Remains of 215 children found at closed school for indigenous people

The remains of 215 children have been found at the site of a former boarding school in Canada.

Prime Minister Justin Trudeau described the discovery as ‘heartbreaking’ on Friday.

Some of the bodies belonged to children as young as three years old.

They were found at the site of the former Kamloops Indian Residential School in British Columbia that closed in 1978.

The boarding school was set up more than a century ago to assimilate Canada’s indigenous peoples.

A specialist used ground-penetrating radar to confirm the remains of the students, the Tk’emlups te Secwepemc tribe said in a statement late Thursday.

‘We had a knowing in our community that we were able to verify,’ Chief Rosanne Casimir said. ‘At this time, we have more questions than answers.’

She called it ‘an unthinkable loss that was spoken about but never documented’ by school administrators.

Canada’s residential school system forcibly separated indigenous children from their families and has been branded ‘cultural genocide.’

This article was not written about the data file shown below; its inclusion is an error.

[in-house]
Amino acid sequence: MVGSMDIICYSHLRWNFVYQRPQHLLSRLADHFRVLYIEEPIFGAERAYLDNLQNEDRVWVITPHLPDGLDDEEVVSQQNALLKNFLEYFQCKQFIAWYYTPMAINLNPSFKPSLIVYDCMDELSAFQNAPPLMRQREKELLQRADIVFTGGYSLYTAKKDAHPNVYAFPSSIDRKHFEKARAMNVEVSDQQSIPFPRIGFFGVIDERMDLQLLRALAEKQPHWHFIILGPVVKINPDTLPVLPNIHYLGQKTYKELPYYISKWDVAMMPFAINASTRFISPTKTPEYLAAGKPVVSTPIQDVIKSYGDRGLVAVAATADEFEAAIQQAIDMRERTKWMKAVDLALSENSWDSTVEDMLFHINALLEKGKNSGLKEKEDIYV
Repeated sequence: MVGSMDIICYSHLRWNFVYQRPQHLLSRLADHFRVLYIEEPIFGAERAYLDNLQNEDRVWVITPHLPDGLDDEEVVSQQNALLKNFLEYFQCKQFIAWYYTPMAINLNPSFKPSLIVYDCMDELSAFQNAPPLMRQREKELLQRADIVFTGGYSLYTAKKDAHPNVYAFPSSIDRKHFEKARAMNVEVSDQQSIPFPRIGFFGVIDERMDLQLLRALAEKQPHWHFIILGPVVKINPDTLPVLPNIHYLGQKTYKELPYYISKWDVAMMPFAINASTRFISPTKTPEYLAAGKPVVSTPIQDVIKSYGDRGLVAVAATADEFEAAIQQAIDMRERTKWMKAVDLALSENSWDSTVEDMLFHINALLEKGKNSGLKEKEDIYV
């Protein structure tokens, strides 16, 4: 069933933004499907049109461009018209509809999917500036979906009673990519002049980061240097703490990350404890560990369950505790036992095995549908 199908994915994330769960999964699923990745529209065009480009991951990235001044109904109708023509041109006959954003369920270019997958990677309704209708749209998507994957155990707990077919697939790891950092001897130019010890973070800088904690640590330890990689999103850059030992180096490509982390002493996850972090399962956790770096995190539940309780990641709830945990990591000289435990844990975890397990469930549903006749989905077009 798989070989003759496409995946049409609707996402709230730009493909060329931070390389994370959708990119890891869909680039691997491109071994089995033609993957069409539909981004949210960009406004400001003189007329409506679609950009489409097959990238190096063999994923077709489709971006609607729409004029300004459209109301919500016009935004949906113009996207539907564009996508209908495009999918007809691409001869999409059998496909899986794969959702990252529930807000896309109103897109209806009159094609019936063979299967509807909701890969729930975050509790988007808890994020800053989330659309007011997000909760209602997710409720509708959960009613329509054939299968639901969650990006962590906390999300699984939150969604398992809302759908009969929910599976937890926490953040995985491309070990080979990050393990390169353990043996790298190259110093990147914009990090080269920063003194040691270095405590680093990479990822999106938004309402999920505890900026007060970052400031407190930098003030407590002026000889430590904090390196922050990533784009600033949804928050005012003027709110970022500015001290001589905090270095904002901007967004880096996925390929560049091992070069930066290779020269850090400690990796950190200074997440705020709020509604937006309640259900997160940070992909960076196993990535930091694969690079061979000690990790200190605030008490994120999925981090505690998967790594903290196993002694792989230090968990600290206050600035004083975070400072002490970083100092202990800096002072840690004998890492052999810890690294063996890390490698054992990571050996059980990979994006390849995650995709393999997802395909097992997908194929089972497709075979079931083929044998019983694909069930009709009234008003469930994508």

A six-year investigation found in 2015 that many of the 150,000 children who attended the schools had suffered horrific physical abuse, rape, malnutrition and other atrocities.

Today those experiences are blamed for a high incidence of poverty, alcoholism and domestic violence, as well as high suicide rates, in their communities.

The investigation found more than 4,100 children died while attending the schools but the deaths at Kamloops have never before been documented.

The school was the largest of 139 boarding schools set up in the late 19th century, with up to 500 students registered and attending at any one time.

It was operated by the Catholic church on behalf of the Canadian government from 1890 to 1969.

A principle at the school had in 1910 raised concerns that federal funding was insufficient to properly feed the students, according to the Tk’emlups te Secwepemc statement.

Mr Trudeau wrote in a tweet that the news ‘breaks my heart – it is a painful reminder of that dark and shameful chapter of our country’s history.’

In 2008, the Canadian government formally apologised for the system.

The tribe is working with the coroner and museums to try to shed further light on the horrific discovery and find any records of the deaths.

It is also trying to contact surviving family members in the students’ home communities across British Columbia and beyond.

In a statement, British Columbia Assembly of First Nations Regional Chief Terry Teegee called finding such grave sites ‘urgent work’ that ‘refreshes the grief and loss for all First Nations in British Columbia.’

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